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1. Introduction

The floating-point numbers are typically represented using Java’s float or double data type. However, precision imposes a limitation as they use binary representations of these values. When they are directly compared to integer values, the results might be unexpected.

In this tutorial, we’ll discuss various approaches to check if a float value is equivalent to an integer value in Java.

2. Using Type Casting

One simple way is to use type casting to convert the float value into an integer and then compare it.

Here’s an example:

float floatValue = 10.0f;

public void givenFloatAndIntValues_whenCastingToInt_thenCheckIfFloatValueIsEquivalentToIntegerValue() {
    int intValue = (int) floatValue;
    assertEquals(floatValue, intValue);

In this snippet, we initialize the floatValue with 10.0f. Then, we use type casting to convert it into an integer, and finally, we check if the floatValue is equivalent to the casted integer value intValue.

3. Compared with a Tolerance

Due to the floating-point precision limitations, using a tolerance when comparing float and integer values is often more suitable. This allows for variation due to the binary nature.

Let’s see the following code snippet:

public void givenFloatAndIntValues_whenUsingTolerance_thenCheckIfFloatValueIsEquivalentToIntegerValue() {
    int intValue = 10;
    float tolerance = 0.0001f;
    assertTrue(Math.abs(floatValue - intValue) <= tolerance);

Here, we initialize a float variable (tolerance) with 0.0001f. Then, we check if the absolute result of the difference between the floatValue and intValue variables is less than or equal to the tolerance value we set.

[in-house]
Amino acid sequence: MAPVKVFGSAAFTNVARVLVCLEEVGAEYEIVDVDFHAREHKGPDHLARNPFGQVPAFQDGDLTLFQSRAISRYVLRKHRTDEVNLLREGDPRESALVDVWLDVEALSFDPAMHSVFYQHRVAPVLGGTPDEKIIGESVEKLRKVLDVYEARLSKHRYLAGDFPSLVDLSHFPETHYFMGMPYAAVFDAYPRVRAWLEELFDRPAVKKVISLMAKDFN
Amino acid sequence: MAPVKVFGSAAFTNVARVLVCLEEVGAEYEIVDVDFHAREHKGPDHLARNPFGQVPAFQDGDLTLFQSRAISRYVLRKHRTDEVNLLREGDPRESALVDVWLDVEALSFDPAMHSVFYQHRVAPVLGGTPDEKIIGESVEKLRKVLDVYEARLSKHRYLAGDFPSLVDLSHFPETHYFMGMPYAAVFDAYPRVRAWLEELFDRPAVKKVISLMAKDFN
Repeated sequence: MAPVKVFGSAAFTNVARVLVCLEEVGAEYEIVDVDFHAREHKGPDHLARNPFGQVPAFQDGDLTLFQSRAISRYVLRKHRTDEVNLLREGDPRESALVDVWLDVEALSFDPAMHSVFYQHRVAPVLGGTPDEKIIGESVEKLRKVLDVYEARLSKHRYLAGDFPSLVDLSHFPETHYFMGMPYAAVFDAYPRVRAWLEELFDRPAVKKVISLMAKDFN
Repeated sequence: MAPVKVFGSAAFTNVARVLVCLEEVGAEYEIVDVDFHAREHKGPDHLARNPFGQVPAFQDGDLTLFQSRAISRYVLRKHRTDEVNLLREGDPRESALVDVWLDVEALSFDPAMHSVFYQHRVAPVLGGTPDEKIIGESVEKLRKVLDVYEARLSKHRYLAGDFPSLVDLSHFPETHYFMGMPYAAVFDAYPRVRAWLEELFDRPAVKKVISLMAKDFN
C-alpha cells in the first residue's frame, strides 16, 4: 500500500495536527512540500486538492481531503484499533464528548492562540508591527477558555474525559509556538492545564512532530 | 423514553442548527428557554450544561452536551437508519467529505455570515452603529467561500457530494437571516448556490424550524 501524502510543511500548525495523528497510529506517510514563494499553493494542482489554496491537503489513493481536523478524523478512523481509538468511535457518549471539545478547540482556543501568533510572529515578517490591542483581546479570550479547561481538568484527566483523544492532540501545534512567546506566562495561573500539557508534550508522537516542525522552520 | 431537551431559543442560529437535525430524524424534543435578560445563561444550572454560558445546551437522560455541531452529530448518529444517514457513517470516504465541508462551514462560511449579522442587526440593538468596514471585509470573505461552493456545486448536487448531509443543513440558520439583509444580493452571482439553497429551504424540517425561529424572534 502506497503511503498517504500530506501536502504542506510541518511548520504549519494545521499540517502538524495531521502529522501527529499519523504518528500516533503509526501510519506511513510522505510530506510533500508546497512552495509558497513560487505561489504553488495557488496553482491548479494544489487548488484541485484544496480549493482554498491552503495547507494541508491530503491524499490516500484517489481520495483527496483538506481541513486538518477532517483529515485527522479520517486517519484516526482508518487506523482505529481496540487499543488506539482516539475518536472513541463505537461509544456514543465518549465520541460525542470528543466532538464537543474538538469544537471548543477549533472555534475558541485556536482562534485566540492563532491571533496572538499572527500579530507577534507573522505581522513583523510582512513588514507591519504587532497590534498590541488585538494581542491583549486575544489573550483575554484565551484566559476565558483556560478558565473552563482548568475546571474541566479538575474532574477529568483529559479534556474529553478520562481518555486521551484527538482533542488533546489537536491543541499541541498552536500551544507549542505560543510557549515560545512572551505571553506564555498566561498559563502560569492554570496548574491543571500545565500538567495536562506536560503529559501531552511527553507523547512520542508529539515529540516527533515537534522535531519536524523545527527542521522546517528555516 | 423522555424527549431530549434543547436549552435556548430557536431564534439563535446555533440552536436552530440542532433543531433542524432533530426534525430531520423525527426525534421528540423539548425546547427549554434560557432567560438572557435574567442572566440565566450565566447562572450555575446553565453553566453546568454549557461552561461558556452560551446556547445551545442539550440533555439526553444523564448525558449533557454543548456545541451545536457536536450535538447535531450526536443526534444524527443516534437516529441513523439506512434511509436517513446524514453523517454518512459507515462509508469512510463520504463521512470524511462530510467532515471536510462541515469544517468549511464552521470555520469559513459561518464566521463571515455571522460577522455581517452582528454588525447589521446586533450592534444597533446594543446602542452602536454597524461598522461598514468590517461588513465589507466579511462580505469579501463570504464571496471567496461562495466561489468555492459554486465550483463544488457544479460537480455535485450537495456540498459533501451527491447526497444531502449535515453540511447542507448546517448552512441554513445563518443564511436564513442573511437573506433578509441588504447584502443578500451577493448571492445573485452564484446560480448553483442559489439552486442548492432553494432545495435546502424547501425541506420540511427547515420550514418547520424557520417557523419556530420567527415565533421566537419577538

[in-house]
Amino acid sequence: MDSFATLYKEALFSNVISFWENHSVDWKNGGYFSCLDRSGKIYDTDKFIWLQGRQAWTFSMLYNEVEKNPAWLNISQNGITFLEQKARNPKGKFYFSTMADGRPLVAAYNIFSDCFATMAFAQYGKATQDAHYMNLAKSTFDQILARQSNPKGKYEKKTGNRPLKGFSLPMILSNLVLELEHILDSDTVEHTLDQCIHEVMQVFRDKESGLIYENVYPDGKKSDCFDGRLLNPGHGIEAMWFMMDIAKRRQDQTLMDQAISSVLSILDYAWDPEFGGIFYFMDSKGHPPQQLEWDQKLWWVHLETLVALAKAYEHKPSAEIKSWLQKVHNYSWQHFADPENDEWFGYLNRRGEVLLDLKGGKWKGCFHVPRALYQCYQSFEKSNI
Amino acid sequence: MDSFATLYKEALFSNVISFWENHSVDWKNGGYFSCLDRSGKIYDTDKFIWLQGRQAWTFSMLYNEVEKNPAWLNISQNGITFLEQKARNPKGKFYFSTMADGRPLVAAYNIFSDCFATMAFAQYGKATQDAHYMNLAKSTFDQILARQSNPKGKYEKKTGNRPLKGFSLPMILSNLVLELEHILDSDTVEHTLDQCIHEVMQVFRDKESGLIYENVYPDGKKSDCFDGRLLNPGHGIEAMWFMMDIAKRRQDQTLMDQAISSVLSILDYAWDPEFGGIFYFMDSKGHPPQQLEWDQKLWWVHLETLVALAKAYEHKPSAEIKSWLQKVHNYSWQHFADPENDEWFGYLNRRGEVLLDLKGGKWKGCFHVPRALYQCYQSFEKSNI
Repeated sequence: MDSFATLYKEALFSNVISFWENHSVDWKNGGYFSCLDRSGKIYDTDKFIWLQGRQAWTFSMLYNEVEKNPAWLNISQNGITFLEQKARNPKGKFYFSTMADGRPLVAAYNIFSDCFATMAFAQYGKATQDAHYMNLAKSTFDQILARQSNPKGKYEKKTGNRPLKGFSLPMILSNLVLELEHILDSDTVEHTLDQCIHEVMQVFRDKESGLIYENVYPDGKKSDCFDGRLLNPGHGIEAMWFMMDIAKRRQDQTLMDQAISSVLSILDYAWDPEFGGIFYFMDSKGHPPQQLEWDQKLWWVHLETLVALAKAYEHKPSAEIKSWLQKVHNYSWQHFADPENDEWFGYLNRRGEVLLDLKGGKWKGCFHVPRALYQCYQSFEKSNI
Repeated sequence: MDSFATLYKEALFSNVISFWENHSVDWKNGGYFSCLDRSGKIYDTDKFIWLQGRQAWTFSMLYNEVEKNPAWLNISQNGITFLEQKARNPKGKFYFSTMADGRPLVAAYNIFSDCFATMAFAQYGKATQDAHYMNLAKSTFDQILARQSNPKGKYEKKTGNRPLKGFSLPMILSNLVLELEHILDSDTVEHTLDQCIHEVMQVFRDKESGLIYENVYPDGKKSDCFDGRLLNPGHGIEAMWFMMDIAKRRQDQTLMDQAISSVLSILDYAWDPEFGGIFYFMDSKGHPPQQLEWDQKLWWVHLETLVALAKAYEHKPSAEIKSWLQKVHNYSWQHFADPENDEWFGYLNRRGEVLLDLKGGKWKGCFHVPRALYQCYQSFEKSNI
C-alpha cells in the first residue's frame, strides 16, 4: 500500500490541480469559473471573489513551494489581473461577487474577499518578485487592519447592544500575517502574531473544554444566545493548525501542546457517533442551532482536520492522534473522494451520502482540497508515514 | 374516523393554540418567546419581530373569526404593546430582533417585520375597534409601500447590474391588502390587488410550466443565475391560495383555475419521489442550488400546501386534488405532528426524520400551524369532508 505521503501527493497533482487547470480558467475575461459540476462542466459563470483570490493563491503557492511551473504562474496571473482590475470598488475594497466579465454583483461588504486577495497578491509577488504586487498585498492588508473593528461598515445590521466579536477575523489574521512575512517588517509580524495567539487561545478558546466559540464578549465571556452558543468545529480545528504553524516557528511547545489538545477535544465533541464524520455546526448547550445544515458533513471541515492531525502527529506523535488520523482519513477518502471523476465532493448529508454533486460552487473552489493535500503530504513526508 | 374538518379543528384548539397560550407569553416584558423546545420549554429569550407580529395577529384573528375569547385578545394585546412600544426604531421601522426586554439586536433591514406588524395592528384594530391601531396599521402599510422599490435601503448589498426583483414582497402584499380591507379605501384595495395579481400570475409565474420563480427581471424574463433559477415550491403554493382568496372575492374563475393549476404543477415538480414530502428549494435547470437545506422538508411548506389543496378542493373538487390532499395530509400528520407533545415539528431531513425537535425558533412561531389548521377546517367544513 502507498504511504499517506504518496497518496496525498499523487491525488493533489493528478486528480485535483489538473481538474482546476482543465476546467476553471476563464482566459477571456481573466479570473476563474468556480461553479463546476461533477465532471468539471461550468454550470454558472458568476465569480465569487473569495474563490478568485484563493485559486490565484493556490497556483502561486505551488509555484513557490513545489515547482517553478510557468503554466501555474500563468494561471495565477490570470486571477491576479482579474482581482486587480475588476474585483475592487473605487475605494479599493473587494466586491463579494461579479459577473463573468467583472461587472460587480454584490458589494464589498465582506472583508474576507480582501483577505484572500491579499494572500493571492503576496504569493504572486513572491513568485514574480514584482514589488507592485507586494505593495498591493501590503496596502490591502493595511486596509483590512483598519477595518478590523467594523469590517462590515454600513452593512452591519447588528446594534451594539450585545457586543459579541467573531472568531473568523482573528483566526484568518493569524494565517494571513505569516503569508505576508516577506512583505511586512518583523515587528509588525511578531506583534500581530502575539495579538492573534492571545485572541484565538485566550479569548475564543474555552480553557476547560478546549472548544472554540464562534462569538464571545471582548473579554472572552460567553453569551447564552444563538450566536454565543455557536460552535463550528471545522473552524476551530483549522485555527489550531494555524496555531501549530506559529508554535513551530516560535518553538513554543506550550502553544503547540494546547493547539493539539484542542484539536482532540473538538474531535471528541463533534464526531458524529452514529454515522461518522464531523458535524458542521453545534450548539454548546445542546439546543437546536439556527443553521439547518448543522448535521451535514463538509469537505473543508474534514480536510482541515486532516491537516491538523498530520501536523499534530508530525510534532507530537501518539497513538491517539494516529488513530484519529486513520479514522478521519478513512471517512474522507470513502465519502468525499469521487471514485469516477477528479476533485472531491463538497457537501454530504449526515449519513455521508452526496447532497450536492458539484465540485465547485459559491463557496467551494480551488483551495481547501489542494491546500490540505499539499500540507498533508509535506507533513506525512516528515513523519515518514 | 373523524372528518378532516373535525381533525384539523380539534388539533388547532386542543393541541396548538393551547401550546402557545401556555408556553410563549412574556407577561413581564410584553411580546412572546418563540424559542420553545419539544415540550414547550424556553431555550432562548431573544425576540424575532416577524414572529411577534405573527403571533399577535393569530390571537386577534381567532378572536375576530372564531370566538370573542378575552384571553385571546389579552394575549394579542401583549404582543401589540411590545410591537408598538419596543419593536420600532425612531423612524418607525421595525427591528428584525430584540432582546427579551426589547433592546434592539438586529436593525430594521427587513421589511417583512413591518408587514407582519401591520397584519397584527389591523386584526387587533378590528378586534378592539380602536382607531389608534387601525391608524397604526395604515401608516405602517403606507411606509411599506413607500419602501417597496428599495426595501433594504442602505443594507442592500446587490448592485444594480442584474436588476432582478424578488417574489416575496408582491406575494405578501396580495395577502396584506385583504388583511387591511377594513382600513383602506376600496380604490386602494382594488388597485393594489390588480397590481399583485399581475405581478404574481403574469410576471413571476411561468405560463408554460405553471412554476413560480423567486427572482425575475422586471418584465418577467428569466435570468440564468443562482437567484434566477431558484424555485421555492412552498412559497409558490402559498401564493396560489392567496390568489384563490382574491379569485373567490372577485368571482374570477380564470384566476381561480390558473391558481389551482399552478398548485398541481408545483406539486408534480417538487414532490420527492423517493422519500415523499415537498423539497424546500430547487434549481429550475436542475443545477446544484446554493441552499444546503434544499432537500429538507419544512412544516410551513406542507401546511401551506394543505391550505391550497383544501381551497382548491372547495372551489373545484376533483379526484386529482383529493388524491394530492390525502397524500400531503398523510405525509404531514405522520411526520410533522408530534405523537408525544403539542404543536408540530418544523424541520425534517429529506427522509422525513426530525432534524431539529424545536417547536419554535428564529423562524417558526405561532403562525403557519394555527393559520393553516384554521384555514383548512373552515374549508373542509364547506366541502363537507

4. Using

Java offers the method for accurate float comparison. This method treats NaN values and negative zero as reliable comparison mechanisms.

Here’s an example:

public void givenFloatAndIntValues_whenUsingFloatCompare_thenCheckIfFloatValueIsEquivalentToIntegerValue() {
    int intValue = 10;
    assertEquals(, intValue), 0);

In this example, we utilize the method to check whether they are matched. The method returns 0 if the two variables are equal, a negative number if the first variable is less than the second variable, and a positive number otherwise.

5. Using Math.round()

Another approach uses the Math.round() method. The built-in math method returns the closest long to the argument:

public void givenFloatAndIntValues_wheUsingRound_thenCheckIfFloatValueIsEquivalentToIntegerValue() {
    int intValue = 10;
    assertEquals(intValue, Math.round(floatValue));

Here, we directly round the float value using the Math.round() method and then check if the rounded value is equivalent to the integer value.

6. Using Scanner

We can use the Scanner class to dynamically detect the type of user input, whether an integer or a float number. This approach enables interactive contributions, thereby making the program more flexible:

public void givenFloatAndIntValues_whenUsingScanner_thenCheckIfFloatValueIsEquivalentToIntegerValue() {
    String input = "10.0";
    Scanner sc = new Scanner(new ByteArrayInputStream(input.getBytes()));

    float actualFloatValue;
    if (sc.hasNextInt()) {
        int intValue = sc.nextInt();
        actualFloatValue = intValue;
    } else if (sc.hasNextFloat()) {
        actualFloatValue = sc.nextFloat();
    } else {
        actualFloatValue = Float.NaN;


    assertEquals(floatValue, actualFloatValue);

Here, we simulate user input as a string. The Scanner is then used to dynamically detect whether the input is an integer or a float, and the result is compared with the original float value.

7. Conclusion

In conclusion, we take a good overview of ways to verify if a float value equals an integer in Java.

As usual, the accompanying source code can be found over on GitHub.

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